Managing cyber security on the internet poses a significant challenge for organisations, because the internet was never designed to be secure.
That's accroding to BAE Systems Applied Intelligence, who says new frameworks are needed to address cyber space’s unique characteristics and environments.
The security firm says cyber threat intelligence has emerged as a vital approach to designing an effective security regime.
Dr Malcolm Shore, technical director, BAE Systems Applied Intelligence, says IT can no longer be protected by implementing a standard set of security controls.
“It is sobering to realise that the most prevalent security controls standard was originally developed in the early 1990s - 25 years ago and prior to the internet as we know it," Shore says. "Given the changes that have occurred since then, it’s no surprise that these controls are no longer adequate.”
“There needs to be much more emphasis on the new approaches such as the National Institute of Standards and Technology’s (NIST) Cybersecurity Framework if we’re to keep pace with our adversaries,“ says Shore.
He says because cyber space is increasingly looking like a battlefield, cyber threat intelligence is vital to designing an effective security regime. "This means knowing who is attacking you, what their motives are, and how they execute their attacks," Shore explains.
The value of cyber threat intelligence lies in its ability to change an organisation’s posture from being reactive, responding to attacks when it’s breached, to being proactive, where cyber security defences are tuned to expect and deflect attacks.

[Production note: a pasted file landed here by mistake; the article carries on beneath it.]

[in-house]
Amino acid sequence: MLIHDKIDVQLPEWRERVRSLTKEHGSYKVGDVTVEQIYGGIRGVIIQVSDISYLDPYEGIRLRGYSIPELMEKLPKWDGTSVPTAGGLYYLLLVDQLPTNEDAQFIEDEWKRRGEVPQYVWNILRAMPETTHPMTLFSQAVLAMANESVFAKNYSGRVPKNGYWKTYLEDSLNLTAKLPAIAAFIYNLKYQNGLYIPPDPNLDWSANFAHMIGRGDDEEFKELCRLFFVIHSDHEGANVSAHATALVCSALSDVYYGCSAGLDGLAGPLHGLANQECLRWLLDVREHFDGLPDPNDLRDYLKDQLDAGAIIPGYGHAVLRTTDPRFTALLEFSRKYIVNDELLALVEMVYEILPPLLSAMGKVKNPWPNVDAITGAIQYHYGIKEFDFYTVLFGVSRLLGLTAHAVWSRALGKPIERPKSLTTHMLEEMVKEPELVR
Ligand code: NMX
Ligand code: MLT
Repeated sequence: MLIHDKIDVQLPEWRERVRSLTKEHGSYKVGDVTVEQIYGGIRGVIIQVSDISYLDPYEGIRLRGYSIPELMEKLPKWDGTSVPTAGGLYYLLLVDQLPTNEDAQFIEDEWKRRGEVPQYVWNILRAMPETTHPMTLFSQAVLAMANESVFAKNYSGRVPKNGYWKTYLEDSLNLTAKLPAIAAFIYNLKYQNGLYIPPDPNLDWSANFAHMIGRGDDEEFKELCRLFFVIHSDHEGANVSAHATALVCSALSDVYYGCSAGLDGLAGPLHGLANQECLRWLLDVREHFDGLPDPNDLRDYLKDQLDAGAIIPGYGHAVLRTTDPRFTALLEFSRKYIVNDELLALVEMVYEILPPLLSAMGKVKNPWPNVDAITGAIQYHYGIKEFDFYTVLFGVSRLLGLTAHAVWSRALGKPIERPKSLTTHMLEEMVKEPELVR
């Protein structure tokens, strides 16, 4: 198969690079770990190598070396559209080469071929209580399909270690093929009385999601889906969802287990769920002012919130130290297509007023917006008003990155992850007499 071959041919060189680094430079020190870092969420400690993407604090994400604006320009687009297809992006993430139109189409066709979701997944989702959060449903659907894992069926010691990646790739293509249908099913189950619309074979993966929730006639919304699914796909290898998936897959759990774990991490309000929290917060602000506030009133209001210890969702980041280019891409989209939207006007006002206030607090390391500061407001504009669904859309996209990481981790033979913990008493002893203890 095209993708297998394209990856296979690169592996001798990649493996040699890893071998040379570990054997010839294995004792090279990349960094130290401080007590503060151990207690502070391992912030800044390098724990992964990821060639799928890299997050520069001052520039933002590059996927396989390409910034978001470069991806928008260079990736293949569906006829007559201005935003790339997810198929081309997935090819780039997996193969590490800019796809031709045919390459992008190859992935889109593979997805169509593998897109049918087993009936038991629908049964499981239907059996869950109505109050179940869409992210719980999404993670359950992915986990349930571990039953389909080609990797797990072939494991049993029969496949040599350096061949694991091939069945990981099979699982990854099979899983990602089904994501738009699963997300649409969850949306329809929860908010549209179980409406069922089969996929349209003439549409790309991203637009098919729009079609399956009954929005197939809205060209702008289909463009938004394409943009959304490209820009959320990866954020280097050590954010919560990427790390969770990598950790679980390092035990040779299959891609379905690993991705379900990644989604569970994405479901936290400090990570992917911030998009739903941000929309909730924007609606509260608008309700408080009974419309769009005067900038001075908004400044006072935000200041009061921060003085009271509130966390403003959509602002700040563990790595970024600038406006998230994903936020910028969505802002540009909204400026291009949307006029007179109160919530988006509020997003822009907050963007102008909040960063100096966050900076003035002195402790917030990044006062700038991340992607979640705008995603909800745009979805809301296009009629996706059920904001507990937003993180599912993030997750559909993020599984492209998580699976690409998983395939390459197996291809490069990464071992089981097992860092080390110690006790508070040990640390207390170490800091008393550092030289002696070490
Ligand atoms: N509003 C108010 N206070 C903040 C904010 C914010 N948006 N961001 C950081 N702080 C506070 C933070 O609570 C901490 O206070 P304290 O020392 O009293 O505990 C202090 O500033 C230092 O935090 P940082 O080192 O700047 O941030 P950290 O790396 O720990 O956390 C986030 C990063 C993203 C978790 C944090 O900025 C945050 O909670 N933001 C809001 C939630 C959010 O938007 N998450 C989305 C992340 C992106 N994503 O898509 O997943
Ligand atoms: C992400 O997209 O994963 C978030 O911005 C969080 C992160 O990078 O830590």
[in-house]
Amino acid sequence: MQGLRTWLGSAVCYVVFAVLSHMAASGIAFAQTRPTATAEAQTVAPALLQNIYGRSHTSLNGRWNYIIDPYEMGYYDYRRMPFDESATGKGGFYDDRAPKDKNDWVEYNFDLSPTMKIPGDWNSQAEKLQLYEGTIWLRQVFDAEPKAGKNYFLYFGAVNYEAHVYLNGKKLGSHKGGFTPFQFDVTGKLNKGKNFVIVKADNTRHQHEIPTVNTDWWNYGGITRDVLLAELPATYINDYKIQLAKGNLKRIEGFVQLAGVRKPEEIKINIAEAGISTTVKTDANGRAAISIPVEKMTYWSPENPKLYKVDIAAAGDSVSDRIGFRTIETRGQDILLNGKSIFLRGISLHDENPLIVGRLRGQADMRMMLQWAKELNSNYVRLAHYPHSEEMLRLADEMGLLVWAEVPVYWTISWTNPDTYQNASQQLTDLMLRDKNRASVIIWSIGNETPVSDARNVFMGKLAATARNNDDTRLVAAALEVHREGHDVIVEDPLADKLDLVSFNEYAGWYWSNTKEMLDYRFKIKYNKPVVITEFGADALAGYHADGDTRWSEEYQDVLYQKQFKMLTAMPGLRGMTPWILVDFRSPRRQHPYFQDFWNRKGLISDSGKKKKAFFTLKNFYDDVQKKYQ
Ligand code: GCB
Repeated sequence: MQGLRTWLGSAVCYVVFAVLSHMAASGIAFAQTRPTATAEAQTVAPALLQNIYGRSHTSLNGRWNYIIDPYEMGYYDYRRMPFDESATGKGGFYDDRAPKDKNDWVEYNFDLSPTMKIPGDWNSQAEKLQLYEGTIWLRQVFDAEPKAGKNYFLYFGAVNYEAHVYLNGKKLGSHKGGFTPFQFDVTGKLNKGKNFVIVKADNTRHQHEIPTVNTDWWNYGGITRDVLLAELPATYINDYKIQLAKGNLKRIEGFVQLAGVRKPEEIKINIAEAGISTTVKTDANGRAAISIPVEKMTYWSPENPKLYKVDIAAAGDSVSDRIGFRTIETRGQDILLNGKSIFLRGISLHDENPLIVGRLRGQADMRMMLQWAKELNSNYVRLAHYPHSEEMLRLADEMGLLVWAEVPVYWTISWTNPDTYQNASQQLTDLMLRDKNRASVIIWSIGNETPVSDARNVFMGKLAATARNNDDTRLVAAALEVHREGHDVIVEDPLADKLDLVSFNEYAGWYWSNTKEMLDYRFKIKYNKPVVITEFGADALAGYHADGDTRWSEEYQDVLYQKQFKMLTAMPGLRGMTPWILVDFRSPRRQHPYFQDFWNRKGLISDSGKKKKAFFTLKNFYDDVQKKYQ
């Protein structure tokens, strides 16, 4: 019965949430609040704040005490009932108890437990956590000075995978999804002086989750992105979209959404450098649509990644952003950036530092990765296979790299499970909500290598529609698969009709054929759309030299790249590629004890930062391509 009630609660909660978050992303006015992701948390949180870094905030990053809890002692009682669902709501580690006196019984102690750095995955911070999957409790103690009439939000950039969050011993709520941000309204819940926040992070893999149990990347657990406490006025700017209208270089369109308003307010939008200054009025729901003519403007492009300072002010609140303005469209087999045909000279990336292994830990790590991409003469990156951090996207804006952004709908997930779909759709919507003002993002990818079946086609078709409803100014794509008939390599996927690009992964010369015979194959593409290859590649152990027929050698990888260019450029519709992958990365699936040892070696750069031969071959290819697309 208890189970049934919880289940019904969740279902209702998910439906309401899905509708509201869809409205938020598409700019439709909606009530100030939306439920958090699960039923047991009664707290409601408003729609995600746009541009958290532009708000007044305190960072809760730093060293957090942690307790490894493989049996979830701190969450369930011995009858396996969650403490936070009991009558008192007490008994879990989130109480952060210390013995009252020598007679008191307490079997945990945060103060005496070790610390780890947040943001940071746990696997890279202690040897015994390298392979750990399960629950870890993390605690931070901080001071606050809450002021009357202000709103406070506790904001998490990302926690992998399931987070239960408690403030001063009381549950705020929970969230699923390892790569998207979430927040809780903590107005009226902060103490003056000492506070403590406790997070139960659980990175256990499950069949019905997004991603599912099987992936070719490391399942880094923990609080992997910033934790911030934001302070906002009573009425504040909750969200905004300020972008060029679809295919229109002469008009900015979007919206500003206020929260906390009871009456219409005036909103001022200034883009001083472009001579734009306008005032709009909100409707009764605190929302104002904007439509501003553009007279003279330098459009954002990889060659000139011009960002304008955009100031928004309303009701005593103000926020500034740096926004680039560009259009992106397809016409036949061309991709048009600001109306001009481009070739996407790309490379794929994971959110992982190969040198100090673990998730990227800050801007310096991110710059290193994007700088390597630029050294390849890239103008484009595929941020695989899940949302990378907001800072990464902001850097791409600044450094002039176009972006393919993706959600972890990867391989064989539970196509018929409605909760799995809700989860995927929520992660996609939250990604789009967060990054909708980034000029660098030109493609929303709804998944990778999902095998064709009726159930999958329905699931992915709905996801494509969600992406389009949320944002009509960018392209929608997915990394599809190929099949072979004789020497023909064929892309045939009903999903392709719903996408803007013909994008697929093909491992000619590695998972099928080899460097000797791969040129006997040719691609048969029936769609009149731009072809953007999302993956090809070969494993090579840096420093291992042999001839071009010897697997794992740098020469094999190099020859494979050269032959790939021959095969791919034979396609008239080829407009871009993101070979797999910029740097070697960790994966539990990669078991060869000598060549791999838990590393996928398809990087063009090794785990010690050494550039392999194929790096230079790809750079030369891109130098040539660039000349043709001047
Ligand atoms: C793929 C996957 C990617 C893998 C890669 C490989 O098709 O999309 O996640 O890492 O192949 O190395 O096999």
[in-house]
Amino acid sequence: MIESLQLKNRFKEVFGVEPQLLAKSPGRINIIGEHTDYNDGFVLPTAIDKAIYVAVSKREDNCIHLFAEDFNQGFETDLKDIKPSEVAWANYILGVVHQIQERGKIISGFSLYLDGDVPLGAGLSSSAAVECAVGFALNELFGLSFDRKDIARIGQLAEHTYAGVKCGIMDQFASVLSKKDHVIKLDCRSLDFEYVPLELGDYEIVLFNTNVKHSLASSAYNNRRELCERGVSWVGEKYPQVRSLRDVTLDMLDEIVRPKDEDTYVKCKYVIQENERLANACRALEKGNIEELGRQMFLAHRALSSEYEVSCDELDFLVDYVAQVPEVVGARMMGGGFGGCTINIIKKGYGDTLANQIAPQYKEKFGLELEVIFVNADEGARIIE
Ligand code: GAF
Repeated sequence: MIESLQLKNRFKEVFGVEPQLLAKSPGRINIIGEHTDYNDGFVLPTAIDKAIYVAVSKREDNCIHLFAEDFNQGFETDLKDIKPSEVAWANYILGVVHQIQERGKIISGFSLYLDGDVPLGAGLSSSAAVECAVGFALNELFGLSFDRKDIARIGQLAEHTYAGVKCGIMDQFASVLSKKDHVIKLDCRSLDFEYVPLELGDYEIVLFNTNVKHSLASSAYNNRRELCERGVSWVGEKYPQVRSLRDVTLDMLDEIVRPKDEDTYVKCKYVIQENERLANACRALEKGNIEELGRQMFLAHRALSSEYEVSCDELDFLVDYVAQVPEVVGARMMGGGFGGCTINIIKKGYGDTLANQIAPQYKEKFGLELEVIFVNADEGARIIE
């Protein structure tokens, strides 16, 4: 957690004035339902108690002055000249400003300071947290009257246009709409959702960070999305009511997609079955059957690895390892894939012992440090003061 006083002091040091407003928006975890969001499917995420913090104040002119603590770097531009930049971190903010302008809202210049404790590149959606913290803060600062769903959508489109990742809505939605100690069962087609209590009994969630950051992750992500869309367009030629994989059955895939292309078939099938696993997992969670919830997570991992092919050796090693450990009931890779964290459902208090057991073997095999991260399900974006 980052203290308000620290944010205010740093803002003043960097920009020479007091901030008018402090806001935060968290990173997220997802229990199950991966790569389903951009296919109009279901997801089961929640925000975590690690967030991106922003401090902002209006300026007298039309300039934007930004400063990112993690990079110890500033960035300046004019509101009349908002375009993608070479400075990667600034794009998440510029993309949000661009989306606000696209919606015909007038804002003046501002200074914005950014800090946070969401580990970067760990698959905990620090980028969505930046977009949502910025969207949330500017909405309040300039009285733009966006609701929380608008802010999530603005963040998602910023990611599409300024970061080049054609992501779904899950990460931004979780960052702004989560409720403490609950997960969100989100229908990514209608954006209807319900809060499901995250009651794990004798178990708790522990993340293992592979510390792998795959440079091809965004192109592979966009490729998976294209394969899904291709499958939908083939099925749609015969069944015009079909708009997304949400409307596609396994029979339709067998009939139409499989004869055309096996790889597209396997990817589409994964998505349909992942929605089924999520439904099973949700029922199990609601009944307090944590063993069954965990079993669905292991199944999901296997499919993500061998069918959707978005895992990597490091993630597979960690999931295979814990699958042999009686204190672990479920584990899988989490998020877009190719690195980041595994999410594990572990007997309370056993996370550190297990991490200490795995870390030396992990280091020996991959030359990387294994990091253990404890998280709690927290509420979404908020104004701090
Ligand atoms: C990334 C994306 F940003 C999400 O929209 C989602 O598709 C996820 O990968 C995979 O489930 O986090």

Shore explains that cyber threat intelligence comes in two forms; operational and strategic. "Operational intelligence consists of data that can be used to configure cyber defence equipment such as intrusion detection devices," he says. "Strategic intelligence is defined as knowing and understanding the potential threats and how they may affect the organisation.
"Both are essential for delivering effective protection," adds Shore.
Organisations can start to understand their adversaries by mapping the adversaries’ past activities and capabilities, historical and current affiliations, their readiness and objectives, and future ambitions. "This lets companies set informed priorities for cyber defence investments, and respond faster and more effectively in the event of an incident," Shore explains.
“Cyber attacks are rarely carried out without clear motivation or as a single action, so one of the key goals of threat intelligence is to anticipate them,” he says.
“To successfully defend against contemporary attacks requires a focus on new areas of cyber security including threat intelligence.”